"If you tell the Truth, you don't have to remember anything"
-Mark Twain
"You realize, of course, that everything I say is horseshit." -Kurt Vonnegut

Monday, February 18, 2013

Sometimes You Gotta Play You're Hand

On Saturday night, I attended a Grateful Dead listening party at the Captiol Theatre. They were reminiscing with the show from February 24 of 1971, which was the last night of a six show run from the Capitol. It was also sadly the last gig the band would play in the Westchester theatre.
The DeadHeads came creeping out of the wood work for this show. There was no lot scene, the neighborhood bars were not any more crowded than usual, and there was no line or pat down to get in. Yet there was a constant stream of folks or all ages, size, creed, and kind that filtered into the venue. Some walked in a went to the bar, others came down to the floor and grabbed a seat while others walked right up to the stage that was set up for the February 24, 1971 Grateful Dead. A basic drum kit was in the back of the stage and was flanked by bass amps on one side and guitar amps on the other side. Just in front of the guitar amps was an organ and mic. In front of the organ was to large carpets with three mic stands on them.
Before the 16 bit master was blared through the PA system, Gary Lambert addressed the audience and he posed the question; who was at this show? About three or four hands went up in the air and the festivities were underway with a mind numbing "Casey Jones." Some heads danced and spun in the open space between the stage and folding chairs, some stood around the bar, and others sat in the seats with the memories flashing like images across their minds eye. Each note brushing them further back till they sat warped in 1971 with the rest of us.
Being from Westchester, and being born less than a half mile from the venue, shows from this venue were a must for anyone's tape collection. It wasn't the first tape that I had gotten but it was definitely in the first 20 shows I had accumulated and the show that everyone circulated was the February 18 show. Too many reason made it the choice show from this run. One there were more songs debuted at this show than any other Dead show and second the "Dark Star" is one of the Mona Lisa in the Dead's history. It's gorgeous spender is punctuated by the "Wharf Rat" that appears between the verses.
For as much as a DeadHead loves "Dark Star" we also love to hear songs like "Bertha," "Loser," and "Wharf Rat." All these Garcia/Hunter classics were debuted on 2/18 along with "Greatest Story," "Johnny B Goode," and "Playin' in the Band." The next night the band debuted "Bird Song" and "Deal." This material would make up next two albums "Skull Fuck" and the Jerry Garcia solo album "Garcia."
These shows were also part of a scientific experiment. Images were projected on the screen behind the band as the audience members were told to concentrate on those images. Other people were set up in Brooklyn and were suppose to telekinetically receive those images on ESP wavelengths. The information was never transmitted.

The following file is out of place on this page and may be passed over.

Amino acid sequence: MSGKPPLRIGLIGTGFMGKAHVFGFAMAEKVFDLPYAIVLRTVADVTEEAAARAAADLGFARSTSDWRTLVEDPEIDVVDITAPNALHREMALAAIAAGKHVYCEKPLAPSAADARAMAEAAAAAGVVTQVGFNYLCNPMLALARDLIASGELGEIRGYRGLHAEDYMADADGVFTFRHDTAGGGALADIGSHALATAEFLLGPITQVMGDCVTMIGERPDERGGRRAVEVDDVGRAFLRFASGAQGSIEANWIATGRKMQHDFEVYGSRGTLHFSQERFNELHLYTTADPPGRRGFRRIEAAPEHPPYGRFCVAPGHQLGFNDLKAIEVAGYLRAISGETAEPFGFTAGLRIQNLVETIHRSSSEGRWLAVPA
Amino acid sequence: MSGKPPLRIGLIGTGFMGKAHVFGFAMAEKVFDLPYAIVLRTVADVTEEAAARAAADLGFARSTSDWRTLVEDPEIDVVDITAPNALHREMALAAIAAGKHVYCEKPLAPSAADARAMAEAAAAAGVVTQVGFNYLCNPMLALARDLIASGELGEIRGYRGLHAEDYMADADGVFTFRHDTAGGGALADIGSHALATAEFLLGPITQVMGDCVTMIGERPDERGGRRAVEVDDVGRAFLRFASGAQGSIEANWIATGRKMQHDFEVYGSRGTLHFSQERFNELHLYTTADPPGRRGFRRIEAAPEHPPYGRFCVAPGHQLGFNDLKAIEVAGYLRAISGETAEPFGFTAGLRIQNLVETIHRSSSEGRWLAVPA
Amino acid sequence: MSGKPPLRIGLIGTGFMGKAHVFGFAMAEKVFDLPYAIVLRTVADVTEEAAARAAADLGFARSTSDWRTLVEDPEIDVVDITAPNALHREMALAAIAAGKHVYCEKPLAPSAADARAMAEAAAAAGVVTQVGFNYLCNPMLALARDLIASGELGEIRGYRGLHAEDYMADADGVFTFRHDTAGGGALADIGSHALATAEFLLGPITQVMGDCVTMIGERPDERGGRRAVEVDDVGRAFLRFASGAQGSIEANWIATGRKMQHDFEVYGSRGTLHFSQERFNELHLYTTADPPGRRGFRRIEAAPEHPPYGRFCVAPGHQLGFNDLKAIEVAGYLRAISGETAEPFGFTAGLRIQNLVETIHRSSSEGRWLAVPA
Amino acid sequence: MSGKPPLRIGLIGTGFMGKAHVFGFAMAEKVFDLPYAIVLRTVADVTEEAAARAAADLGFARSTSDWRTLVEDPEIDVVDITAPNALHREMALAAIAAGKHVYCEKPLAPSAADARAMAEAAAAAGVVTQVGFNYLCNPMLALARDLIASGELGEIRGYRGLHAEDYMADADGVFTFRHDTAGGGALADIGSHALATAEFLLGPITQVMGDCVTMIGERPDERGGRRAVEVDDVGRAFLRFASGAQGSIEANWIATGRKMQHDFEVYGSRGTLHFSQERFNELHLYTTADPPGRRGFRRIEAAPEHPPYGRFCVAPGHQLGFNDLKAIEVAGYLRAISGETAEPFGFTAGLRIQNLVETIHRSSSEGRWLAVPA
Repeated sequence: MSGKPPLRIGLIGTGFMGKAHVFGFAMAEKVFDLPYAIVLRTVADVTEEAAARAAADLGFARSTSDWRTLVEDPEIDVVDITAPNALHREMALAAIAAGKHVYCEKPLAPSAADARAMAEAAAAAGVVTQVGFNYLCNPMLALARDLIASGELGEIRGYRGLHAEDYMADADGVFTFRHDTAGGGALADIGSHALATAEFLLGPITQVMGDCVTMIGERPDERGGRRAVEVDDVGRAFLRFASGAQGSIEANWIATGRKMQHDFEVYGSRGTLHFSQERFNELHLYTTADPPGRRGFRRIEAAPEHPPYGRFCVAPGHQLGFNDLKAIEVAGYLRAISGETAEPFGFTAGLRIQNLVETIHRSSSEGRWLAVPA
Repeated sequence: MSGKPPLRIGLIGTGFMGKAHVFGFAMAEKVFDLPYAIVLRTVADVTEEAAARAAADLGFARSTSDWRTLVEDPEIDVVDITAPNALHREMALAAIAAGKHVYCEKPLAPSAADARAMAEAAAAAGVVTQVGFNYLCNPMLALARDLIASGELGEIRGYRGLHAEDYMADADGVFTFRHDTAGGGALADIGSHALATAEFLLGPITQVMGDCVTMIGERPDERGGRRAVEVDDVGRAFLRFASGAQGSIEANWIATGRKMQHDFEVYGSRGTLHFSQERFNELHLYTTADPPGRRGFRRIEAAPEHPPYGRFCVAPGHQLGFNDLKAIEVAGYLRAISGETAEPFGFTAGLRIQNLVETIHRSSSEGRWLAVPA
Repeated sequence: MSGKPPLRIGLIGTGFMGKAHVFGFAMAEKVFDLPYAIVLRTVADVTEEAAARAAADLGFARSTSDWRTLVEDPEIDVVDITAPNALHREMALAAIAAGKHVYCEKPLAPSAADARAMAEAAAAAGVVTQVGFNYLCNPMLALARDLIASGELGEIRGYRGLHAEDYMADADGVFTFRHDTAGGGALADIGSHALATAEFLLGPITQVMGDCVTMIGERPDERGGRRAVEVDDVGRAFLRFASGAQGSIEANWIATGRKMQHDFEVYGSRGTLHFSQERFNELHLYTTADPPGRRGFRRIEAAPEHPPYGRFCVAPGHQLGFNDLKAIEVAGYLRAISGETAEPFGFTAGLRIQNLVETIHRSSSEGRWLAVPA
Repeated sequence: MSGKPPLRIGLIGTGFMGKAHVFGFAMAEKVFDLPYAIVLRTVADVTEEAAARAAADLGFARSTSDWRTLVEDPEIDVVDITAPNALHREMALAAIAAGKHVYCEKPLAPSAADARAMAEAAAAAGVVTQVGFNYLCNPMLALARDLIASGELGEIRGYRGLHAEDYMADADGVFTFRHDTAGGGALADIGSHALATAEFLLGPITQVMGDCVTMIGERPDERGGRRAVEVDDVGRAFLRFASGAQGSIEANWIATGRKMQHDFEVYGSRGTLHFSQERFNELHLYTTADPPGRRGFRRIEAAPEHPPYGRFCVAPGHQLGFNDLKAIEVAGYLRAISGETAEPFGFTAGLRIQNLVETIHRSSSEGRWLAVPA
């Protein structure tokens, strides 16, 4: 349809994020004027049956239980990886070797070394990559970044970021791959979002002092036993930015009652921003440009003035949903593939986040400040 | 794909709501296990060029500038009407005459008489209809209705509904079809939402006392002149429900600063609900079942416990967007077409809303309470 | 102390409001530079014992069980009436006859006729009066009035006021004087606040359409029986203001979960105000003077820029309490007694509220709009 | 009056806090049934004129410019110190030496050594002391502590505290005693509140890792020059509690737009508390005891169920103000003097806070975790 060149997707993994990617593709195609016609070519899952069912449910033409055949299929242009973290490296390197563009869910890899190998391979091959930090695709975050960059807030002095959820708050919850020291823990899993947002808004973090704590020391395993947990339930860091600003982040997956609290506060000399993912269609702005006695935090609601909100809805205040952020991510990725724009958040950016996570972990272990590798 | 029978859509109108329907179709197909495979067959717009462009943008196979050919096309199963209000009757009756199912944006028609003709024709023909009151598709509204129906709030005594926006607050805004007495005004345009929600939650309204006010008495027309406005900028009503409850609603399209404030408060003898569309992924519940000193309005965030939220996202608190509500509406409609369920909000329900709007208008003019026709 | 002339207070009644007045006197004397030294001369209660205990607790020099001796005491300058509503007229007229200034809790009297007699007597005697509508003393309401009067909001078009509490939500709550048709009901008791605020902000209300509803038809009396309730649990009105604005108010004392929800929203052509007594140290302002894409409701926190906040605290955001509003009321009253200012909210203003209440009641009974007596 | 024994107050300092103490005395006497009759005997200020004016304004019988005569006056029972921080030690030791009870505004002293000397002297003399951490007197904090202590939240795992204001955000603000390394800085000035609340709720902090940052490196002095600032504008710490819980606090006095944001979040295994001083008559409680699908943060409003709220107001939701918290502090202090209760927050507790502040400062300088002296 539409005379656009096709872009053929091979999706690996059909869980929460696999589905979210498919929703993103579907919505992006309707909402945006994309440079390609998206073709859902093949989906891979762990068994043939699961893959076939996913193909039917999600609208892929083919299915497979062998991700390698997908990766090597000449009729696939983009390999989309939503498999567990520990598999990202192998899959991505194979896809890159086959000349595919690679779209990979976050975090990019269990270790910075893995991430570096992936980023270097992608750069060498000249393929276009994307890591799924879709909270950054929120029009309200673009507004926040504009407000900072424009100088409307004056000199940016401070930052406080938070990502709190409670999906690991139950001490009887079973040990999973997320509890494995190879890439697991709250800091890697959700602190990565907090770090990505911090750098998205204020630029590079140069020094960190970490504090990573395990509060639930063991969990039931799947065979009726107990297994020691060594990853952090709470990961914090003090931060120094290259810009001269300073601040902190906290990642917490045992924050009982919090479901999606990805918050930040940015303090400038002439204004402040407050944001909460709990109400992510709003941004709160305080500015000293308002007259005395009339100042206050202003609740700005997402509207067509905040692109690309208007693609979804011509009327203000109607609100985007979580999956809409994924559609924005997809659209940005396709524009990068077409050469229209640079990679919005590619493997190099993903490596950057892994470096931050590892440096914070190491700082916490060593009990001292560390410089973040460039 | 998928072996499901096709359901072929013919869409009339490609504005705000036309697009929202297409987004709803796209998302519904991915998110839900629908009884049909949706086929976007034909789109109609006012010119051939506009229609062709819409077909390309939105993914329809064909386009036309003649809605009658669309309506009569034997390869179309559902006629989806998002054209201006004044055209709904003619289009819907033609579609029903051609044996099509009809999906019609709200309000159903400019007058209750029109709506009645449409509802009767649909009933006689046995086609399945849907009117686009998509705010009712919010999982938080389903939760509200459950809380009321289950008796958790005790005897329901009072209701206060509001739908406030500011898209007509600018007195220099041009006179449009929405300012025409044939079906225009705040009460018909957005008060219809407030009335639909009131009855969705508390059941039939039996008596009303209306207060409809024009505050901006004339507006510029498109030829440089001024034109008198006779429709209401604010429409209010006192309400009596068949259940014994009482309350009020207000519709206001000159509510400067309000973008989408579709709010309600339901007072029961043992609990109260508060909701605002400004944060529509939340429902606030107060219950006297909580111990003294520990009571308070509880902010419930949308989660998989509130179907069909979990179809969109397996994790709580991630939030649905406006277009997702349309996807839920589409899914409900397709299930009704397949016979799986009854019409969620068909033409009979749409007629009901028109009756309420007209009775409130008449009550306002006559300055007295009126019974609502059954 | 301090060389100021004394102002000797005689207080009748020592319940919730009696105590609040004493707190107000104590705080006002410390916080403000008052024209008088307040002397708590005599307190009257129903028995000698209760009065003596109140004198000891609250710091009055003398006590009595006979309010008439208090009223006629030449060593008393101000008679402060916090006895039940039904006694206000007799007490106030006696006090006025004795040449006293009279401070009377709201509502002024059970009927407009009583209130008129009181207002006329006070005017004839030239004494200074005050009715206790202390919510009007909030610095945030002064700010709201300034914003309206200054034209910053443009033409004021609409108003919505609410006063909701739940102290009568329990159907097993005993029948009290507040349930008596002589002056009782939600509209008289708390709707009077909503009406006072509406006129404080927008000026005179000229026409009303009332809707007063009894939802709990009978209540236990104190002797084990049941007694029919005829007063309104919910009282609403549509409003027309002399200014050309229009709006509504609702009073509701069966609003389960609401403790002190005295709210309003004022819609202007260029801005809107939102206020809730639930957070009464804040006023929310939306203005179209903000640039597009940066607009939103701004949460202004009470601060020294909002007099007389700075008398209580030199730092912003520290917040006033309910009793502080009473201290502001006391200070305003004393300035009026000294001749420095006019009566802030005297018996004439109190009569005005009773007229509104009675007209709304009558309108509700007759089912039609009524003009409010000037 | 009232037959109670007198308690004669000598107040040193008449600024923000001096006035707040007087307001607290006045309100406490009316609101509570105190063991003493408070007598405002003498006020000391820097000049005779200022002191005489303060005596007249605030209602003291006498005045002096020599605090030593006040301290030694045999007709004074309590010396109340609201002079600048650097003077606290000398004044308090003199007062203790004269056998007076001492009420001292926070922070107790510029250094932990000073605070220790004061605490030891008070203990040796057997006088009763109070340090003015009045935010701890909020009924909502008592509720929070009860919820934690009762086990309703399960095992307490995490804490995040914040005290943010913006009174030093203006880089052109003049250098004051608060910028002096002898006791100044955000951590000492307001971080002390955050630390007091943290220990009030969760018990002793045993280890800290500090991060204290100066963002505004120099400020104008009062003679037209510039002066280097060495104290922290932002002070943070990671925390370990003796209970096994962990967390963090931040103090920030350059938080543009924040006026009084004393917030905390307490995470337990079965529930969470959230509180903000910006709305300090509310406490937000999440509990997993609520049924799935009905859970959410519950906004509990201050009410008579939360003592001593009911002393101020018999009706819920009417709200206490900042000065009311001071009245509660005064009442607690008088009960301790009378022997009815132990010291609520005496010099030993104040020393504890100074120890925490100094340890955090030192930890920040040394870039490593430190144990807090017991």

Mickey Hart also left the band after the gig on 2/18. The internal stress that he felt after Lenny Hart robbed the band of their finances was too much for him and he went on sabbatical. This was later very beneficial for Mickey who study various drums and beats from all over the world that contributed the second set "Drums" breaks and his current solo music. Please check out mickeyhart.net for his song to benefit Sandy victims.
These shows were recorded by the band to be used as for their next live release "Skull Fuck" but none of the material was used. As I've mentioned in past blogs, Bear left the band after the Valentines 1970 gig, which leaves a big hole in the soundboard masters on archive.org and in the Vault. That brings us to the "special guest" for these shows, Betty Cantor. These are the first batch of Betty-Boards, a term that is affixed to some of the best sounding recordings of Grateful Dead music. HERE is her website were you can find all the downloads for the six Capitol Theatre show.
All my friends at the recording on Saturday agreed, that it was a success and we should look forward to more of these in the future. One of the reasons, I heard, is the song selection of the night. Each song rocked the spirit, not one was a slow ballad. I did hope that the show (I stayed away from the setlist after announcing which show it was because I like the surprise) had a "Ripple" in it, because I wanted to hear everyone sing along. One friend turned to me as the end of "Lovelight" built and just said, "Jeez." I knew exactly what he meant.
Another friend asked me which other band could fill about 70% of the venue for a tape of a show. He said, not Phish, but that is because they are still around. Zeppelin? I dont think so because their live recording are not the greatest. Floyd? Maybe. Zappa? Probably. Not too many out there that could but that's what makes them: "Their not the best at what they do but their the only ones who do what they do." According to Bill Graham.


No comments:

Post a Comment